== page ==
Angel's blog: Smelling the Roses

Lockdown has been an experience to remember. As it threw people out of their usual routine, I’ve been able to notice a number of interesting and positive changes. In eight years of living in my area, there has been one nearby park that has always been deserted. So deserted in fact that if the council sold it to property developers I would find it hard to put up a protest. But recently the park has been bustling with people and families enjoying the sun together. The fast routine of life seems to have been forgotten and people were taking time to reconnect with themselves and their families. The packed fast train into the city had been replaced by a leisurely cycle round the block with children or partners.

Things seem to be changing - we’re buying less clothes, cooking more food, and riding more bikes. This pause on life has given many parents time to think about something other than how to make it home, feed the kids, feed themselves and then go to bed to do it all again tomorrow. And we can feel more - more appreciation for key workers, our families and friends, and more empathy for communities that have been hit by Covid-19 and more about what is important in our lives. One of the things I’ve seen parents asking in the light of George Floyd’s death, is how can they make sure that their children don’t grow up with negative stereotypes of other races and treat people fairly? 

As a black mother of two boys I have always worried about what the world will be like for them as they grew. I was born here and I’ve faced racial discrimination and so has my husband and most black people I know.  I always wondered how I would explain that to my boys and what racism is? Would I tell them people don't even get job interviews based on their surnames? How can I tell them that I never ever want them to visit a place where simply the colour of their skin can make them a target for police? I realised these would be very sad and difficult conversations but the world’s reactions to the recent events have given me hope that perhaps things might change.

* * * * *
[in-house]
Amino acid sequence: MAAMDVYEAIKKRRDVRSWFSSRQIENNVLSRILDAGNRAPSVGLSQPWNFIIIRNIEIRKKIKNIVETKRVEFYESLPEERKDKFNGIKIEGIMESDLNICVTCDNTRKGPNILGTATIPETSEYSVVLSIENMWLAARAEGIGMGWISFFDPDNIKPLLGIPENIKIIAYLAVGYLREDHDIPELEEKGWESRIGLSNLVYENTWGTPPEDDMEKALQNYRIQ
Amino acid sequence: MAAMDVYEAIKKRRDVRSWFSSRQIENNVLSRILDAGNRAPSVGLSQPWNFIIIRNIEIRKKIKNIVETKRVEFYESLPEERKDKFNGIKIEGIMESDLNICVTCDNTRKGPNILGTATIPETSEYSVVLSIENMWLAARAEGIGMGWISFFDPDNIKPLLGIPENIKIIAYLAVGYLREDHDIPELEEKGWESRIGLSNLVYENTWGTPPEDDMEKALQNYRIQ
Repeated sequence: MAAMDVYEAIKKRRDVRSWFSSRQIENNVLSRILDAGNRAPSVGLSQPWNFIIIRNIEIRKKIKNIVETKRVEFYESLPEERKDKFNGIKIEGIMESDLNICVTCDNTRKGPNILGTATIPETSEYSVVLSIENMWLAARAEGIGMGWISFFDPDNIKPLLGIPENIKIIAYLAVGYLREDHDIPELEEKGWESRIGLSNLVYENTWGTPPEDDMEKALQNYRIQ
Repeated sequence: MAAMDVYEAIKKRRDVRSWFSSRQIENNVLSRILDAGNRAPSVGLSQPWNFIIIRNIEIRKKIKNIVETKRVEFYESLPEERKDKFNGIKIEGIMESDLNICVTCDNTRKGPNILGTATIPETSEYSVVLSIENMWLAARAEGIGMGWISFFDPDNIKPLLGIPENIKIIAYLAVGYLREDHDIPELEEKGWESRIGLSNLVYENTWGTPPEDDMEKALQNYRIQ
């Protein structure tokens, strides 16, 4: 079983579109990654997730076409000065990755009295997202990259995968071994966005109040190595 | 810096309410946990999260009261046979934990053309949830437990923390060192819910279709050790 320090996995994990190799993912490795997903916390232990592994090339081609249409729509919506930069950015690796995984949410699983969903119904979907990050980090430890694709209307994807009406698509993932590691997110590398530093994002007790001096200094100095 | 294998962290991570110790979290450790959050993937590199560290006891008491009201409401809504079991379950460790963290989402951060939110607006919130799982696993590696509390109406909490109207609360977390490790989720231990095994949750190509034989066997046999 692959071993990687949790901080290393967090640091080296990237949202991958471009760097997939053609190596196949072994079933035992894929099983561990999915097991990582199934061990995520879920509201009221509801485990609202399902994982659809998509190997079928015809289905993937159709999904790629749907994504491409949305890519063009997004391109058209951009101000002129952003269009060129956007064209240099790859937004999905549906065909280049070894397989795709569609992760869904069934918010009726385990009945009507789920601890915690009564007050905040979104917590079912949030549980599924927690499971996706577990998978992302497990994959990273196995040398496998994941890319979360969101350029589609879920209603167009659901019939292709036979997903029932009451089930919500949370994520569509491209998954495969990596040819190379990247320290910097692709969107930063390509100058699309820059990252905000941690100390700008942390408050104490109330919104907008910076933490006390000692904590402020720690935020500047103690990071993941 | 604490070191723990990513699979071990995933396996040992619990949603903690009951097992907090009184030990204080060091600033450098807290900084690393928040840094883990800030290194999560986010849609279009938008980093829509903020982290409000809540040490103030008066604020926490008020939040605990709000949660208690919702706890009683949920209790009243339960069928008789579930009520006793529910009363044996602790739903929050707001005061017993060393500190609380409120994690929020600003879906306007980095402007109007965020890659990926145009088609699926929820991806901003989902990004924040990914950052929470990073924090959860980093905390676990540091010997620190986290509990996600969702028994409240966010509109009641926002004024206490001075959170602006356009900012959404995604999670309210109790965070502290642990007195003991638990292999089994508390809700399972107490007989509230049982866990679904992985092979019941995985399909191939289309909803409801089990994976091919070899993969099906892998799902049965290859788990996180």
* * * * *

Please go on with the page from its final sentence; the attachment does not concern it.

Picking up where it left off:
George Floyd’s death hurt my heart.  Every black mother would have seen their son under that knee and when he cried out for his own mother I cried so hard. It’s not the first, there have been so many others I have lost count. However the reaction has been new. Everyone is talking about how to help, even Cbeebies put out some tips to help parents discuss racism with their children. At the protest marches demanding justice for George, I saw every race, colour and gender there. I saw statements from celebrities, politicians and even Ikea had #blacklivesmatter on their website. At work our leaders gave an amazing and supportive statement and I felt so heartened and proud to work where I do. I don’t know where it will all lead but I hope it brings us to a better place. 

Right now, thankfully my sons don’t know anything about this incident. Their hardships are not seeing their friends, not being able to go to swimming and play on the slide in the park.  They have had some positive experiences as well. I was in the garden with my eldest son the other day and a little Robin hopped down just in front of him. We sat and watched the Robin collect some dry grass and fly off. I told my boy that he was collecting grass for his nest. So my son gathered up some more and put it on one of our garden chairs then came and sat with me to watch.  A few moments later the robin came back and picked it up and flew off. “He took it mum!” he said happily. I told him the Robin would be very grateful so they did this a couple more times, my son would put grass on the chair and the robin would collect it. Then on the last time the robin did something beautiful and strange - instead of hopping over to pile of grass he hopped onto the handlebars of my son’s bike that was on the ground. it watched us and we both sat there very still side by side. Then the robin hopped right over to my son and sat on the arm of the chair he was sitting on, did a little nod and flew off. “He said thank you!’ my son shouted happily. I wholeheartedly agreed.

In this unprecedented time, I am thankful for the opportunity to be mindful of the good and the bad things that go on around us, so I can respond and make a better life for my children.

Angel is an executive assistant in the City and a Mum of two cheeky boys aged 2 and 4. She is currently going through a home extension on top of everything the drills are keeping everything even more lively than they were.

Category: A Citymother's Diary

Deepa Sreenivasan - 10/06/2020 - 10:34

Beautifully written Angel, thank you for sharing your thoughts.  Discrimination on any grounds is an absolute disgrace to humanity - #blacklivesmatter. The positive connection that you helped your son make with that little Robin will surely lead him with the conviction that all lives matter. Take care! 

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